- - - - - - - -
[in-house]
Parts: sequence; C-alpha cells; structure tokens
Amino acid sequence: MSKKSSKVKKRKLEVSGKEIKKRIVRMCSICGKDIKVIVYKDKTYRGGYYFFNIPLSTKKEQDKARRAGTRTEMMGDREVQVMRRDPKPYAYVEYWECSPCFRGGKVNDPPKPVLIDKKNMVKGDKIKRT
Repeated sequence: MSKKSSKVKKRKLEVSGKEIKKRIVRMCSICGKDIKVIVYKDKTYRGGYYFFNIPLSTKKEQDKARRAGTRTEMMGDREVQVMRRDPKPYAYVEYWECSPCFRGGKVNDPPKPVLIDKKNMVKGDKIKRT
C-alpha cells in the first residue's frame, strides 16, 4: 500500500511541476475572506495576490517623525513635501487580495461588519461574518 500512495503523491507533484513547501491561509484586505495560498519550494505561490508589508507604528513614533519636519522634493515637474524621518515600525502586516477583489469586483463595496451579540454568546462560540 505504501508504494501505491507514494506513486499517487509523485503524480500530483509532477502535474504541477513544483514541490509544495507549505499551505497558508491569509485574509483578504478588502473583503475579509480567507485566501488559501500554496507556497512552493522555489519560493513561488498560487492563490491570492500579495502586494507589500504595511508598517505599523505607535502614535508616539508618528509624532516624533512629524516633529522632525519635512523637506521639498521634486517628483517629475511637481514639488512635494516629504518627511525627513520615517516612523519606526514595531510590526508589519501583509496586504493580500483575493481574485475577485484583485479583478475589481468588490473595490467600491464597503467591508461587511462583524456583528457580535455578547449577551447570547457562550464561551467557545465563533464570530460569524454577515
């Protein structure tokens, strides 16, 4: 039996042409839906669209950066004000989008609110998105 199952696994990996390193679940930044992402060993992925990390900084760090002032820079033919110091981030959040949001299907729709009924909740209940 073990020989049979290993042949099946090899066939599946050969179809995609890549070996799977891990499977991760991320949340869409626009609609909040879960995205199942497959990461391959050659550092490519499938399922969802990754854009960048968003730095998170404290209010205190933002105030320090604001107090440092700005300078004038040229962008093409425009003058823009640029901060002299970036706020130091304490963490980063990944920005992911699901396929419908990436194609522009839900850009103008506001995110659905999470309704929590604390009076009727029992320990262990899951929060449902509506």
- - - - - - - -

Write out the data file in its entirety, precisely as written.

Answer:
[in-house]
Parts: sequence; C-alpha cells; structure tokens
Amino acid sequence: MSKKSSKVKKRKLEVSGKEIKKRIVRMCSICGKDIKVIVYKDKTYRGGYYFFNIPLSTKKEQDKARRAGTRTEMMGDREVQVMRRDPKPYAYVEYWECSPCFRGGKVNDPPKPVLIDKKNMVKGDKIKRT
Repeated sequence: MSKKSSKVKKRKLEVSGKEIKKRIVRMCSICGKDIKVIVYKDKTYRGGYYFFNIPLSTKKEQDKARRAGTRTEMMGDREVQVMRRDPKPYAYVEYWECSPCFRGGKVNDPPKPVLIDKKNMVKGDKIKRT
C-alpha cells in the first residue's frame, strides 16, 4: 500500500511541476475572506495576490517623525513635501487580495461588519461574518 500512495503523491507533484513547501491561509484586505495560498519550494505561490508589508507604528513614533519636519522634493515637474524621518515600525502586516477583489469586483463595496451579540454568546462560540 505504501508504494501505491507514494506513486499517487509523485503524480500530483509532477502535474504541477513544483514541490509544495507549505499551505497558508491569509485574509483578504478588502473583503475579509480567507485566501488559501500554496507556497512552493522555489519560493513561488498560487492563490491570492500579495502586494507589500504595511508598517505599523505607535502614535508616539508618528509624532516624533512629524516633529522632525519635512523637506521639498521634486517628483517629475511637481514639488512635494516629504518627511525627513520615517516612523519606526514595531510590526508589519501583509496586504493580500483575493481574485475577485484583485479583478475589481468588490473595490467600491464597503467591508461587511462583524456583528457580535455578547449577551447570547457562550464561551467557545465563533464570530460569524454577515
């Protein structure tokens, strides 16, 4: 039996042409839906669209950066004000989008609110998105 199952696994990996390193679940930044992402060993992925990390900084760090002032820079033919110091981030959040949001299907729709009924909740209940 073990020989049979290993042949099946090899066939599946050969179809995609890549070996799977891990499977991760991320949340869409626009609609909040879960995205199942497959990461391959050659550092490519499938399922969802990754854009960048968003730095998170404290209010205190933002105030320090604001107090440092700005300078004038040229962008093409425009003058823009640029901060002299970036706020130091304490963490980063990944920005992911699901396929419908990436194609522009839900850009103008506001995110659905999470309704929590604390009076009727029992320990262990899951929060449902509506």